How to be the best MP

Written by Sadie Smith on 18 June 2010 in Culture
Former bag-carrier Sadie Smith gives guidance on how to win a researcher's respect and avoid appearing in one of our off-the-record stories

Yes, we know exactly who you are. You are a new Member of Parliament, in possession of a place in the Commons to hang your sword, but no office as yet. From this, we're assuming that your hurry to pay for your coffee and cereal bar is no more pressing than ours in spite of the fact that your name now has the hallowed letters MP emblazoned on your brand new pass. So, in spite of the signs in the parliamentary eateries that say "Members have priority access," we'd appreciate it if you didn't shove right to the front of the queue, scattering us staffers in your wake, with the air of one who is late for a top-level briefi ng at No 10. Because it's not done.

There has been plenty written, spoken and blogged by a combination of current MPs, old stagers and the commentariat about what a new MP should take on board from older and more experienced hands. But no one has asked those with more understanding than anyone of the quirks of politics and politicians: the research assistants.

Carrying bags for politicians is an ancient and noble art, undertaken by naïve souls who enter the Commons as bright university graduates and leave a few stone heavier and more than a few ideals lighter. We are the troops who do the photocopying, type the press releases; we are at once the tea-makers, the correspondencedrafters, the unqualified social workers who attempt to help your constituents with their problems, your technical support when you drop your Blackberry down the loo, the lost property retrievers and the people who organise for your dry cleaning to be picked up. Very occasionally, we are researchers who retire to licensed premises late on a Friday to swap notes with our fellow assistants from all parties about what the bloody MP's gone and done this week.

If you want advice on how to be the best Member of Parliament, ask us. Here beginneth the lesson.

As a bright young PPC teetering on the edge of a brilliant parliamentary career, tweeting and blogging may seem like a good idea. Please be aware that those several thousand new followers will be the ladies and gentlemen of the Press Gallery, who are just itching for you to get drunk and post something fruity in the early hours after a prolonged session in the Strangers' Bar.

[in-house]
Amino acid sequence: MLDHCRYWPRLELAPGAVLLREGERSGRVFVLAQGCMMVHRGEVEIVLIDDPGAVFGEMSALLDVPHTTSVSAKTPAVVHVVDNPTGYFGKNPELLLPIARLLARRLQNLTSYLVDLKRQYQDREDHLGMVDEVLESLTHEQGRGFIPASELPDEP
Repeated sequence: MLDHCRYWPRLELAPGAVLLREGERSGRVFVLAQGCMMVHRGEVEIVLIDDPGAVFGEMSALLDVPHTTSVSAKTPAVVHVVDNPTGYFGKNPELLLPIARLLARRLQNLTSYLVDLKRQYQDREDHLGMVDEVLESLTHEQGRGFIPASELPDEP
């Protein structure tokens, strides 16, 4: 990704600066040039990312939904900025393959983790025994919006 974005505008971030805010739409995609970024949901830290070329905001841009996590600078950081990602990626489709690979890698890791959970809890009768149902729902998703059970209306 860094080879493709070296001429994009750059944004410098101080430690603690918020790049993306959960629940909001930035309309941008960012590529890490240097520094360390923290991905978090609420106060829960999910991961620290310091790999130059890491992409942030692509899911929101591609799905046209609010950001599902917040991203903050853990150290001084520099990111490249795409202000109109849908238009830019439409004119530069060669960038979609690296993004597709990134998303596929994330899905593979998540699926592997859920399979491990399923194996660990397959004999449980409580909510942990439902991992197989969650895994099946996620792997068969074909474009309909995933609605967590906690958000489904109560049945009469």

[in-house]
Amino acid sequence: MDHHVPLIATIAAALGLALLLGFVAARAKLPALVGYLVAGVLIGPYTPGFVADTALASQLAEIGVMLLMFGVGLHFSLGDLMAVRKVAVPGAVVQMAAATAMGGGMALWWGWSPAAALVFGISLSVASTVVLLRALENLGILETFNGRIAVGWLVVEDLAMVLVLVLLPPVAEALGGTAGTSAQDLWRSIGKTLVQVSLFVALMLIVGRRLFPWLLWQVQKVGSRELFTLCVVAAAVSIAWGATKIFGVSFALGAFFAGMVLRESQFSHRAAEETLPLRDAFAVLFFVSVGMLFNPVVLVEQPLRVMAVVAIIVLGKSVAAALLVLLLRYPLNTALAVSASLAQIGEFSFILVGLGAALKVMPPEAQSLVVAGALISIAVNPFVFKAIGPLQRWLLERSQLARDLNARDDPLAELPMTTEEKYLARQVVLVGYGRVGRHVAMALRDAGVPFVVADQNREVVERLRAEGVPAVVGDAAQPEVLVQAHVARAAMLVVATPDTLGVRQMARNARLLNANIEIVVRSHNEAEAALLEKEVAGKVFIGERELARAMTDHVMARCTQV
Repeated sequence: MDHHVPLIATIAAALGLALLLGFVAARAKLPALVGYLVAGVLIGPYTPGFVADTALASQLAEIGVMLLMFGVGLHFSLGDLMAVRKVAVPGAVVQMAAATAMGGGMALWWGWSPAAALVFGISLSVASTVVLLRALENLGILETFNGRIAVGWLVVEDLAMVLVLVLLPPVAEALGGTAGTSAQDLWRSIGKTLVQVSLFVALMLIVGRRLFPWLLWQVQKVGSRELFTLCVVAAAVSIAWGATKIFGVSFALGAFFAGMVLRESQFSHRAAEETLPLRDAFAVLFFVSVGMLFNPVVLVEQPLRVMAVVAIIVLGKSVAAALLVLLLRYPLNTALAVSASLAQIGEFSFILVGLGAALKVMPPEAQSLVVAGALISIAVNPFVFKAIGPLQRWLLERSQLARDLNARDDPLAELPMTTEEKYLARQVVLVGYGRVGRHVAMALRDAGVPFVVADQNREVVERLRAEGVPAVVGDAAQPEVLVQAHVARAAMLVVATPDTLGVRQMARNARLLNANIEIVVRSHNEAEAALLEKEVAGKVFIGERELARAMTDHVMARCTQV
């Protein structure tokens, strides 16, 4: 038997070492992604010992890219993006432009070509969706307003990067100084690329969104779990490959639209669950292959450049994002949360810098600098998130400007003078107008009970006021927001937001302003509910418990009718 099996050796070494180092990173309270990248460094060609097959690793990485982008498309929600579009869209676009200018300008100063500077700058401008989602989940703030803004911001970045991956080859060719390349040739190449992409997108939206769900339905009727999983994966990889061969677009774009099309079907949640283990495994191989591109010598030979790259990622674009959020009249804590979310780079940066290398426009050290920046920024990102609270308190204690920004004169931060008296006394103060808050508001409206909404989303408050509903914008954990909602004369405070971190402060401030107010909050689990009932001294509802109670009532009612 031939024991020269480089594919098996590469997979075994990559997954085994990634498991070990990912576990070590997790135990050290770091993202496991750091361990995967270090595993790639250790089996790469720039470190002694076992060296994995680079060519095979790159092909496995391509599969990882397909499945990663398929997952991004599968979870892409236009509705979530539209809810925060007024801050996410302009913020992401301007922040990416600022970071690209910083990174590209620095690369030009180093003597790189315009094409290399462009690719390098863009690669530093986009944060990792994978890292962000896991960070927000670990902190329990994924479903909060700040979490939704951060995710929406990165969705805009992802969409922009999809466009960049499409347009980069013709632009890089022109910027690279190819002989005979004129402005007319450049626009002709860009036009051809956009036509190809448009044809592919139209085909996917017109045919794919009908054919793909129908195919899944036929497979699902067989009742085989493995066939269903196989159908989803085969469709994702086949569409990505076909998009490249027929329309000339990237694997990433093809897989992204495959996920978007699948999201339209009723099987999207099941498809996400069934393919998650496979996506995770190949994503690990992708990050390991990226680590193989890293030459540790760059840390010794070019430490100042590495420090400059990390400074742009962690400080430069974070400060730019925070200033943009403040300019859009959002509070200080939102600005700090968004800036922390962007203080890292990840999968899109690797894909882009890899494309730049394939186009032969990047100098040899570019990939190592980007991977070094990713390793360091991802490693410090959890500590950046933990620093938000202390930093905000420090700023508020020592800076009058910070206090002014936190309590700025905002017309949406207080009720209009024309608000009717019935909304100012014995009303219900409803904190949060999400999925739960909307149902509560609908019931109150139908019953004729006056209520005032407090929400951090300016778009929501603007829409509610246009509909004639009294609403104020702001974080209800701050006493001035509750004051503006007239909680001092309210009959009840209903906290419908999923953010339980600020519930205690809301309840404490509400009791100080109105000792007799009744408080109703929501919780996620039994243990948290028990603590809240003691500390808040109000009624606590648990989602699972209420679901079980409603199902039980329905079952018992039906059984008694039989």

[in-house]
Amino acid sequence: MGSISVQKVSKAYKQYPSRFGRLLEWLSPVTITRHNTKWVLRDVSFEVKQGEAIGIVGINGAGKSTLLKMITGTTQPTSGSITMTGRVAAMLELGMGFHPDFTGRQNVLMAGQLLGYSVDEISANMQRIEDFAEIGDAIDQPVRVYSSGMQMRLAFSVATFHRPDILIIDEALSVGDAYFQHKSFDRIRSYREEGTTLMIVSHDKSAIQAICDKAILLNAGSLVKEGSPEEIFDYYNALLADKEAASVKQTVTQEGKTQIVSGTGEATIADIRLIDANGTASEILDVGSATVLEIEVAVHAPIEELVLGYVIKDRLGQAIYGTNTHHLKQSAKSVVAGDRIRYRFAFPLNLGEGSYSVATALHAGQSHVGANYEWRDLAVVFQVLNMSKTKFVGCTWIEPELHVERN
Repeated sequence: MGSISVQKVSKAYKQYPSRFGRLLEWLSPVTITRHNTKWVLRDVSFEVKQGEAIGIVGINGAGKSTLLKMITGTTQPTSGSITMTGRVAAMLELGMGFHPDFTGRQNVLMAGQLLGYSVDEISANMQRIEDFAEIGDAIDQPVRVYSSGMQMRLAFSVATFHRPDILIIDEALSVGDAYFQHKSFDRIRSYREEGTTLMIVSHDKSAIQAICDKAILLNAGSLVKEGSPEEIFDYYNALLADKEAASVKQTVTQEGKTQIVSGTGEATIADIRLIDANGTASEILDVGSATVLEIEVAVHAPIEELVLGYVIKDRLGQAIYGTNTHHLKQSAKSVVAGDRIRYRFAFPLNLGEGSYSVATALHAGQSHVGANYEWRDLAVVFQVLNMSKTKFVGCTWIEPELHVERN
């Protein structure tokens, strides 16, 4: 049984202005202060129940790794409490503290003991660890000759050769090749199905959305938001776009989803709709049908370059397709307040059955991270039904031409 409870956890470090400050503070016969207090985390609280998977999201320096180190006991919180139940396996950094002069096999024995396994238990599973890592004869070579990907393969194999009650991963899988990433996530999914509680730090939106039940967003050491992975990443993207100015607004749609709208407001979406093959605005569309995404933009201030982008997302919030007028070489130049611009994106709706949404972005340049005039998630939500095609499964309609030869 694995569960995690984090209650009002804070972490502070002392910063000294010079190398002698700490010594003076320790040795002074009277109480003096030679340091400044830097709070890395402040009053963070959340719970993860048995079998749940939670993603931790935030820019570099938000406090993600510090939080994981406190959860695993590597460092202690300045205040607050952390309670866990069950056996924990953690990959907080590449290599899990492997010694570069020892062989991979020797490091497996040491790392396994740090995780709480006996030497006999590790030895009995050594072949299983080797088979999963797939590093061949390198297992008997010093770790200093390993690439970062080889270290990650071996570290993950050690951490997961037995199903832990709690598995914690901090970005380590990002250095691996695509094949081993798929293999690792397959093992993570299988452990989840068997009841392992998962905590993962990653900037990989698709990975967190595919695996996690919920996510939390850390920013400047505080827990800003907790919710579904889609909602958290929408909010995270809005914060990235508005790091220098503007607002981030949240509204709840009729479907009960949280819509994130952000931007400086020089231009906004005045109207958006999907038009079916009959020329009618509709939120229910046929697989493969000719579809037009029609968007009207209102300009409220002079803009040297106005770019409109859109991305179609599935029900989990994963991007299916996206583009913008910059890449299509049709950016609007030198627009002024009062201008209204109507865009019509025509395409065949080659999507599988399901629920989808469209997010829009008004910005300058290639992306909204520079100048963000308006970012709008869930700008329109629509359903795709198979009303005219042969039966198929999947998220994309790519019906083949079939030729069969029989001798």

Additionally, as soon as you are elected, you will lose any former IT ability you previously possessed. Nobody knows how or why this happens but it does, so please don't undertake anything more adventurous than Microsoft Outlook, otherwise you'll just end up deleting the parliamentary intranet.

When you say to your researcher, "I've had a brilliant idea!" we hear, "You'll be here until dawn clearing up the fallout from this one," so please have them sparingly.

And don't complain to us about the new IPSA rulings on MPs' living costs. Sure, the scheme is cackhanded and unfair to you, but it's disastrous for bag-carriers. We were never in danger of getting hit by the new 50p top rate of income tax, and I don't remember MPs' staff getting their moats cleaned on expenses, yet IPSA has nonetheless inflicted an effective pay cut on people who were already on relatively low pay.

Observe non-sitting Fridays and keep them holy. This is the time of the week when we can get some serious work done unimpeded by an MP ricocheting all over the office demanding that we stop what we're doing every two minutes to Google their name, insisting that we write a press release on their recent parliamentary awesomeness, leaving their folder of top secret documents in Committee Room 6, and generally getting in the way of the correspondence, casework, the booking of Commons tours for schools and all the other myriad tasks that Members assume happen by magic. If you've got time on your hands on a Friday, go and bother your constituents. We have work to do.

Finally, repeat after me: "Thelaws of parliamentary privilege do not apply to the slanderous observations about the prime minister I feel the sudden urge to make live on air to Sky's Adam Boulton."

And never ever, under any circumstances, ask the question: "Don't you know who I am?" We know who you are, and far better than you do.

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